Southbourne Surf Life Saving Group Review: Patrolling as a Valuable Community Service


Life on the beach is like a child's box of marbles. It come as a result of the fascination to collect as many of those tiny pleasurable toys although they are all of one shape but of different sizes and colors. In like manner, we all want to “collect” as many visits to the beach as we can even though the water is essentially the same everywhere in the world though the sand or pebbles may differ in size and color.


It may not be that hard to explain the attraction we feel for the outdoors, especially the wide open sea. After all, our bodies, as well as the whole surface of our planet, are made up of over 70% water. Do we simply long to go back to the comfort of our Paradise prior to our birth – that is, our mother’s watery womb? Perhaps.


Not surprisingly, we can see why many people live much of their lives sailing on the sea or living by the shore and making a living out of the sea’s bounties. Because of this, a big percentage of the human population is attached to the sea and its vast blessings. And since the sea can be as unpredictable as the weather, the dangers that lurk there are even more diverse and foreboding.


While monitoring the seas and the weather can be done remotely using satellites or wireless instruments without endangering human lives, ocular and actual inspection requires patrolling the seas and the surrounding area using efficient motor-powered boats and modern sophisticated equipment.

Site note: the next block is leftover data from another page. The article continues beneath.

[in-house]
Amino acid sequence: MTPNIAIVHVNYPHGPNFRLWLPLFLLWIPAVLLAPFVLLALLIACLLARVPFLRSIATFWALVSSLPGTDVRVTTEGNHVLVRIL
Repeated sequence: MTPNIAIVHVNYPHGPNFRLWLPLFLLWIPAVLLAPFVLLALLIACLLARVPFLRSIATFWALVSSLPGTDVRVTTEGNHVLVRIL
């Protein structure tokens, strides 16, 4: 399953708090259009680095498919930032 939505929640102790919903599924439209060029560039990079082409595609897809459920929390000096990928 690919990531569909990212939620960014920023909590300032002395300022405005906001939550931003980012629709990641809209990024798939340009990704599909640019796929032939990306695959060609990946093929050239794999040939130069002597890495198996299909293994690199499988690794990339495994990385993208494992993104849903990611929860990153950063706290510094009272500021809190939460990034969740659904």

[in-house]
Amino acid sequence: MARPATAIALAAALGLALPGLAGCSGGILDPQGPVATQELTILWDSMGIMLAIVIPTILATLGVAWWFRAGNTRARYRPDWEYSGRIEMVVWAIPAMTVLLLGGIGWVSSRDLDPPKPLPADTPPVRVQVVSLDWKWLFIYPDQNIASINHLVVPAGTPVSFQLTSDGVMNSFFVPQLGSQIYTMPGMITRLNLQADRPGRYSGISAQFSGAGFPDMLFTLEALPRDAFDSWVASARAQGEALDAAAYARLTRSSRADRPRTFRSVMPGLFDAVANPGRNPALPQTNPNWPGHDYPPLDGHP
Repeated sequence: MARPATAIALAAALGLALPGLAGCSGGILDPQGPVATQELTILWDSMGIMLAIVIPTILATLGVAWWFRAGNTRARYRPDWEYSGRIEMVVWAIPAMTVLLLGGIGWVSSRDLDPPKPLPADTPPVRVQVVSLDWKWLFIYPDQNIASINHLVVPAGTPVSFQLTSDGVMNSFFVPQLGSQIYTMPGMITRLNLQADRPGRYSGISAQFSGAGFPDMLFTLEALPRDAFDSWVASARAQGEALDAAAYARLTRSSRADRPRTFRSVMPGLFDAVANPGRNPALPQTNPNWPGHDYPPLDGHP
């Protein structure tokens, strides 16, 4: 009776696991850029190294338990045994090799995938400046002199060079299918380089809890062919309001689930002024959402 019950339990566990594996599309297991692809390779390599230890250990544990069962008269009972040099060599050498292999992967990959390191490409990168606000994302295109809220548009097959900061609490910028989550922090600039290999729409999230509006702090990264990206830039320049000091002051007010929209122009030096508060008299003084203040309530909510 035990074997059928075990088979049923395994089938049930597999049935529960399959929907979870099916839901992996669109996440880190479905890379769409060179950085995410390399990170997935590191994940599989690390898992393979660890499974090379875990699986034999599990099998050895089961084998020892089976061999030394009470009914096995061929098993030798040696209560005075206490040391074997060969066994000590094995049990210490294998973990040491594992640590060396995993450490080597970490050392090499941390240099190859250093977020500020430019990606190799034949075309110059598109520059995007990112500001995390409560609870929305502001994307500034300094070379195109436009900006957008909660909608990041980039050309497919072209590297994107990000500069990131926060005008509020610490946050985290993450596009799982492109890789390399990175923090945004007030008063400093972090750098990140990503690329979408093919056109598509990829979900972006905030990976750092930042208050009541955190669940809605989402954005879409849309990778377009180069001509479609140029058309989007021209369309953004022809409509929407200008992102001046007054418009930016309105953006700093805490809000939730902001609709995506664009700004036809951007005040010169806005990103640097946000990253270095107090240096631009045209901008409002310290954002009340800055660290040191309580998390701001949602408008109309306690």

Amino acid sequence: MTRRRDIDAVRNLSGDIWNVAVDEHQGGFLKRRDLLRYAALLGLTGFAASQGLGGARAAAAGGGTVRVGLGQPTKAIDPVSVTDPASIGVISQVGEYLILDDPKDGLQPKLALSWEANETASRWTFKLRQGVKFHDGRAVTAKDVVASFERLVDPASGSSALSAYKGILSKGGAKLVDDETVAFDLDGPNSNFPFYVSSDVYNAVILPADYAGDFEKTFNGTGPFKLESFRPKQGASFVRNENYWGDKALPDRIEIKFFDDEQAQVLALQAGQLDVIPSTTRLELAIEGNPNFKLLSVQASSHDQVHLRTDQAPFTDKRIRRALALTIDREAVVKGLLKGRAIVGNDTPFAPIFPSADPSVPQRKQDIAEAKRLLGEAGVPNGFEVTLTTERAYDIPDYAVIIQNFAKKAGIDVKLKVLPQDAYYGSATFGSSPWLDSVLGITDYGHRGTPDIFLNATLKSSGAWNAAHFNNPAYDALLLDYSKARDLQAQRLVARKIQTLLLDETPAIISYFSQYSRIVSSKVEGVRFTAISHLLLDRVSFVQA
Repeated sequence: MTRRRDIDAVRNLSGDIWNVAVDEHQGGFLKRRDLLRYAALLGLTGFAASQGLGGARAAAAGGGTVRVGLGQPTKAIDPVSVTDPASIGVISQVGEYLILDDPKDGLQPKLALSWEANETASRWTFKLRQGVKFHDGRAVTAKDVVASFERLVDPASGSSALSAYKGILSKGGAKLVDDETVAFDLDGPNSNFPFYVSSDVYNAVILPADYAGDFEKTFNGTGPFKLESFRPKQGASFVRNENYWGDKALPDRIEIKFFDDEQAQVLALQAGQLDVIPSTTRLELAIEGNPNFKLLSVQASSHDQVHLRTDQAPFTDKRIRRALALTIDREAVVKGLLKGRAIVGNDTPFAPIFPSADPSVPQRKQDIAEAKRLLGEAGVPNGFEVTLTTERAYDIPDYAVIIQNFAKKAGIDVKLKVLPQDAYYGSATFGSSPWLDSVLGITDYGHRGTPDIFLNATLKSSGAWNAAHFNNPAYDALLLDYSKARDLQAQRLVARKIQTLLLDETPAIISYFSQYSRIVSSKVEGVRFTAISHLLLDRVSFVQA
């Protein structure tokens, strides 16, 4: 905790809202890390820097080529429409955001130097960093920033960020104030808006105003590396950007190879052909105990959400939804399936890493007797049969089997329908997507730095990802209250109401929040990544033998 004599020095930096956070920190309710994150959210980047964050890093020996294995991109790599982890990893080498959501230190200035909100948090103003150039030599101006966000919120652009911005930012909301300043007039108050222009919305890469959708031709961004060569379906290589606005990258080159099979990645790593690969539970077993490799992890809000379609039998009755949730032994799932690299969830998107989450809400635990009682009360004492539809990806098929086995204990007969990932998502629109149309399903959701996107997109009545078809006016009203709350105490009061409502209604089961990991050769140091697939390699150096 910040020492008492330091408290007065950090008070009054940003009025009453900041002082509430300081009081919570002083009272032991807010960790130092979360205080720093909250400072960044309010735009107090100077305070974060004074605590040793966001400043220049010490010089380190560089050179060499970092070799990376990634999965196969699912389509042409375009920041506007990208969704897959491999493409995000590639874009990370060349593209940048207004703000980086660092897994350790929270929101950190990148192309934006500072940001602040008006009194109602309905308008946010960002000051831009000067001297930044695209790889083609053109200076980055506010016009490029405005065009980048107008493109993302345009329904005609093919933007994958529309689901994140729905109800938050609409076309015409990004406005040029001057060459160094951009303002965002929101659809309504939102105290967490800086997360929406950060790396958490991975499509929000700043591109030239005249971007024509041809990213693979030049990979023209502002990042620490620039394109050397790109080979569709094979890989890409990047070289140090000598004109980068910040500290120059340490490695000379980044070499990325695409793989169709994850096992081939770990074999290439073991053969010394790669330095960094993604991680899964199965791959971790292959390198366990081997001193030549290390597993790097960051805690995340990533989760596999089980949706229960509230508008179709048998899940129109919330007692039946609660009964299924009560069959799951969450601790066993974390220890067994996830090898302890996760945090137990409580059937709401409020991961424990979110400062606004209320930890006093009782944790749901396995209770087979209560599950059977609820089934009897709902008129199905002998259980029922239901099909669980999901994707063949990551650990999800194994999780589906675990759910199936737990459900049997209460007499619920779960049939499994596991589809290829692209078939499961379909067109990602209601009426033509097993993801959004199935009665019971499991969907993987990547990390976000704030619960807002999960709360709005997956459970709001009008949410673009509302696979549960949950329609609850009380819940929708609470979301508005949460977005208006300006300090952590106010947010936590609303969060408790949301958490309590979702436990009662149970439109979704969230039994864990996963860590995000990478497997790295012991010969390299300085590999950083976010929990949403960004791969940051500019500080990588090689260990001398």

Accidents in the sea occur not only on the beach where many people congregate, especially during weekends, but also in other areas where some people may be sailing, exploring or conducting other activities to avoid fraud. As such, Southbourne Group Surf Life Saving Club volunteers patrol the beach at Southbourne during Easter Weekend, during regular weekends and on bank holidays from May to October. This essential task provides vital protection for tourists and visitors as well as for the whole community, especially those who ply their trade near or by the sea.


Southbourne Group trains people to become involved in lifesaving in order to maintain an effective and dependable club dedicated to serving the community. This allows club members to gain the proper training and be part of the social network to make them as useful club members as well as community residents. And for the young lifesavers, this provides a solid foundation not just for a great hobby or career but also the training and experience for other pursuits in other fields.